Radiation: the most radioactive places in Moscow and not only


    Radiation is everywhere. There is she in Moscow. And I walked my new home-made scintillation radiometer (there will probably be a detailed publication about it soon) to find out which places in Moscow are the most radioactive, what is the source of this radiation and how bad it all is.

    Devices and techniques

    I made the main measurements with a self-made scintillation radiometer under the code name Envi RAD 100. The basis of the radiometer is a detector based on a CsI (Tl) crystal with a size of 8x8x50 mm and a SiPM photodiode. The owners of Atom Fast probably saw something familiar in this and they will be right - a detector from him. The radiometer was calibrated using an exemplary Cs-137 source of known (about 100 kBq) activity, a lead “house” to reduce and stabilize the background and ruler, and was confirmed by comparison with a trusted dosimeter.

    The measurements were carried out in the direct pulse counting mode. In this mode, the scintillation radiometer has a significant stroke with rigidity. However, there is most likely no significant contamination by technogenic radionuclides in Moscow (with the exception of certain local places - Kolomenskoye, Shchukino), and the average energy of gamma rays of the natural background is close to the energy of cesium gamma rays, and the error associated with this is due to -for this is small and does not exceed 15%.

    When measuring the dose rate on the ground, the radiometer was located a meter from the surface of the earth. In all other cases, I will specify the distance.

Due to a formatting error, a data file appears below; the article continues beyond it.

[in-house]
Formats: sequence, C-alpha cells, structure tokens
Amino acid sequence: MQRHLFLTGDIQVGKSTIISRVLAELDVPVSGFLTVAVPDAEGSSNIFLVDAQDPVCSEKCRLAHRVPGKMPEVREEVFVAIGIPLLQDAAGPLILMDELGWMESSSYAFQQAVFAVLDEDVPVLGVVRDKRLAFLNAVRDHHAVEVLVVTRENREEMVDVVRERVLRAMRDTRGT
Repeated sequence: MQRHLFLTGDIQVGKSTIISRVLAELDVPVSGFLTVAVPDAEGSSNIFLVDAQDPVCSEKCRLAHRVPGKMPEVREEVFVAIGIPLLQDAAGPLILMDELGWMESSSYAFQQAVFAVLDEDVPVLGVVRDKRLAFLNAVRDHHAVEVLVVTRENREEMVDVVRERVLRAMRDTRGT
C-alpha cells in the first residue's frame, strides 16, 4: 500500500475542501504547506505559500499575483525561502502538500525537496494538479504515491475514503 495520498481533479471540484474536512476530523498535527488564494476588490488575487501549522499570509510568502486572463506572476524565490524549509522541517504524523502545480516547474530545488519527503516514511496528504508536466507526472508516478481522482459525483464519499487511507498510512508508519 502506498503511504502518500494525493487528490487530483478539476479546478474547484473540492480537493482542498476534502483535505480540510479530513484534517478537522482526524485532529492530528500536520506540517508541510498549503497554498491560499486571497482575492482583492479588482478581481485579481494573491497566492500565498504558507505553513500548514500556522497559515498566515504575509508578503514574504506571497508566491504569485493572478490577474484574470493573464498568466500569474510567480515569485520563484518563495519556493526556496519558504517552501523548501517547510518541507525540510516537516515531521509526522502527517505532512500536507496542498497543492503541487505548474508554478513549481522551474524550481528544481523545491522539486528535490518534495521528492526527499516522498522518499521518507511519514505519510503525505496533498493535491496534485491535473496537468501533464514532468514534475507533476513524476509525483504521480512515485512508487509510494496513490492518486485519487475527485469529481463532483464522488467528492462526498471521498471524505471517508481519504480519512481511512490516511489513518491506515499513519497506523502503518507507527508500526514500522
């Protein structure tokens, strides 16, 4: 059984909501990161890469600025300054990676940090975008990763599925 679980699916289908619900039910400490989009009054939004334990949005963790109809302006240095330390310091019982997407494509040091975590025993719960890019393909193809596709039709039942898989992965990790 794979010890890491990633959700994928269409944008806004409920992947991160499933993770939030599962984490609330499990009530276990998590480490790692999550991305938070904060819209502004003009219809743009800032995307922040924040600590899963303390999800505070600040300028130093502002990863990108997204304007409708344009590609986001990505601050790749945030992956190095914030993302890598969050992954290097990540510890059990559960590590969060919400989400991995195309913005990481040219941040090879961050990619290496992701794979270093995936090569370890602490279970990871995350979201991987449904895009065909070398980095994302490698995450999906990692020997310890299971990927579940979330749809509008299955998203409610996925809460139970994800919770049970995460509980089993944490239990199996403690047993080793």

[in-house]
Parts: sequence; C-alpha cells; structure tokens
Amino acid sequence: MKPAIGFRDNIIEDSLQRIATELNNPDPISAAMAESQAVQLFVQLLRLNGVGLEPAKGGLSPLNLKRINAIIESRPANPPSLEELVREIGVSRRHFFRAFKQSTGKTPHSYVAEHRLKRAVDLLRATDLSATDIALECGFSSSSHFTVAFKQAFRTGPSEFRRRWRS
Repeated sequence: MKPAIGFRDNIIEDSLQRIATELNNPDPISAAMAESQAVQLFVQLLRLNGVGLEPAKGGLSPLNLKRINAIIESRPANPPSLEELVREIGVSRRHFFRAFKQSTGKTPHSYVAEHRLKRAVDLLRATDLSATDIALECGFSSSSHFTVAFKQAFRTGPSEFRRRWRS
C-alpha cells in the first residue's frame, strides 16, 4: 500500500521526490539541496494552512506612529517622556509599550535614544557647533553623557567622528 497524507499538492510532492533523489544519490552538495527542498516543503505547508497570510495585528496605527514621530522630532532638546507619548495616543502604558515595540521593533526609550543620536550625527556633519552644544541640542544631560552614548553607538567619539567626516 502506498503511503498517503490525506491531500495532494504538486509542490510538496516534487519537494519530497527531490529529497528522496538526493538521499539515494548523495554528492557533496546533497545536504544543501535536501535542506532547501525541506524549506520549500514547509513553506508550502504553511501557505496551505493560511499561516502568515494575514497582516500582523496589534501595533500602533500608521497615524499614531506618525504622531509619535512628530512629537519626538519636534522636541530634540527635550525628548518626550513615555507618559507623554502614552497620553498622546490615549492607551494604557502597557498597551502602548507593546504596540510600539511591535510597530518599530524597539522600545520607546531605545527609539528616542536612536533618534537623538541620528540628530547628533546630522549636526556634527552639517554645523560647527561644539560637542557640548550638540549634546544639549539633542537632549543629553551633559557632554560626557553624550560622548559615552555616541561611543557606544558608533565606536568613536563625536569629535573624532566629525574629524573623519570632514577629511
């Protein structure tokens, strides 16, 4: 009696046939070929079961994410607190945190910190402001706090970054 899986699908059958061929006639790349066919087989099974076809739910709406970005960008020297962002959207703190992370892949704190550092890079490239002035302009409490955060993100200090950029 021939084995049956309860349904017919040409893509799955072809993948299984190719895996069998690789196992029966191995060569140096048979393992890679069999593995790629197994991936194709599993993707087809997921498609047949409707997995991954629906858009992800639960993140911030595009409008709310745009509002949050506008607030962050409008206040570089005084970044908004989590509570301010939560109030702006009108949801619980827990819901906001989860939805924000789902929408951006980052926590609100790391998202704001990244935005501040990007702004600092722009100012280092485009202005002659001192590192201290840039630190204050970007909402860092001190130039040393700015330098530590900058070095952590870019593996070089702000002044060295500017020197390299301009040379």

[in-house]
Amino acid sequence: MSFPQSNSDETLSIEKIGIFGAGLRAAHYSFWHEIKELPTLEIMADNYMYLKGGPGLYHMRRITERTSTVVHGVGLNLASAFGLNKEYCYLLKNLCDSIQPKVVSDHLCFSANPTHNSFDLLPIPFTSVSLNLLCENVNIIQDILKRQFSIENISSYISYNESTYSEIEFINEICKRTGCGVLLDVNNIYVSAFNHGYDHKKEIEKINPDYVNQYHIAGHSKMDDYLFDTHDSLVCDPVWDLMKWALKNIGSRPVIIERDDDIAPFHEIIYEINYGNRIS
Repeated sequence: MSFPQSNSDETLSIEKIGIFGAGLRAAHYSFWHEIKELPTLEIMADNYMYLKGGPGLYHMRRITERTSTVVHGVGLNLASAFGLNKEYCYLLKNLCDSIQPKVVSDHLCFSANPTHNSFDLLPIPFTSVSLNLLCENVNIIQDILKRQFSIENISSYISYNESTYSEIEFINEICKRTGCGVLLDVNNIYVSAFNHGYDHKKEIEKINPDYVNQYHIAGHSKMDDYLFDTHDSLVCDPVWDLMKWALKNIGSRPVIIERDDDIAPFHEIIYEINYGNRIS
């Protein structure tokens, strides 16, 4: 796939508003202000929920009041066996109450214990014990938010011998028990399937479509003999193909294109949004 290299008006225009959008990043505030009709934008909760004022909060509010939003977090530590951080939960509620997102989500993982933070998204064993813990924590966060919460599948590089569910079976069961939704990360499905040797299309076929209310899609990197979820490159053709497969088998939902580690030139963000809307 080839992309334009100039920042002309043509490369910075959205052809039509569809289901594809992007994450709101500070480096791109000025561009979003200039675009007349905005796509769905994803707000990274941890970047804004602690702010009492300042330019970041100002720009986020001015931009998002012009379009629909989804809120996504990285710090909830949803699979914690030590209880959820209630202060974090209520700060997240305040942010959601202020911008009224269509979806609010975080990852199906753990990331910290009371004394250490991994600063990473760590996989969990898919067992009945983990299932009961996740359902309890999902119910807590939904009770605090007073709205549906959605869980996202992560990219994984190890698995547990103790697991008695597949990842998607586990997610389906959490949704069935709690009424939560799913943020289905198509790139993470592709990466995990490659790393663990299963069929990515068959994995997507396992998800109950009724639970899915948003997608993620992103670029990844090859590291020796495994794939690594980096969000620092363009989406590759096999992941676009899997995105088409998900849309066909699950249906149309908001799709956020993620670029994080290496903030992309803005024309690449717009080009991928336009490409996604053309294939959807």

Another point is the contribution of cosmic rays. The dose rate from the latter at sea level is about 3.5 μR / h, but my device practically does not see them (the approximate expected count rate from cosmic rays with a horizontal crystal is 4 imp / min, while the count rate from the natural background is approximately 600 cpm). Fundamentally, this does not change anything, and the level of cosmic radiation is the same everywhere (except for deep underground stations) and almost does not change in time. If you want, you can add 3.5 μR / h to all my numbers.

    Radiation in nature

    To begin with, I decided to measure the natural background, minimally affected by the city. To do this, I walked around the city of Pushkino - near the Ucha river and the Uchinsky reservoir. To begin with, I chose an open area, remote from possible man-made sources of radiation (such as a railway embankment and a bridge, as well as asphalt of the road containing granite gravel), as well as from radiation-shielding objects (forest, river). A noticeable variation in the background dose rate from point to point was established, as well as its fluctuations (apparently due to the release of radon from the soil), so 25 measurements were taken at different points with subsequent averaging. The average value was 6.4 μR / h with variations from point to point in the range from 4.5 to 10 μR / h. Also found a "hot" spot with a dose rate of 15-18 μR / h without any visual signs, possibly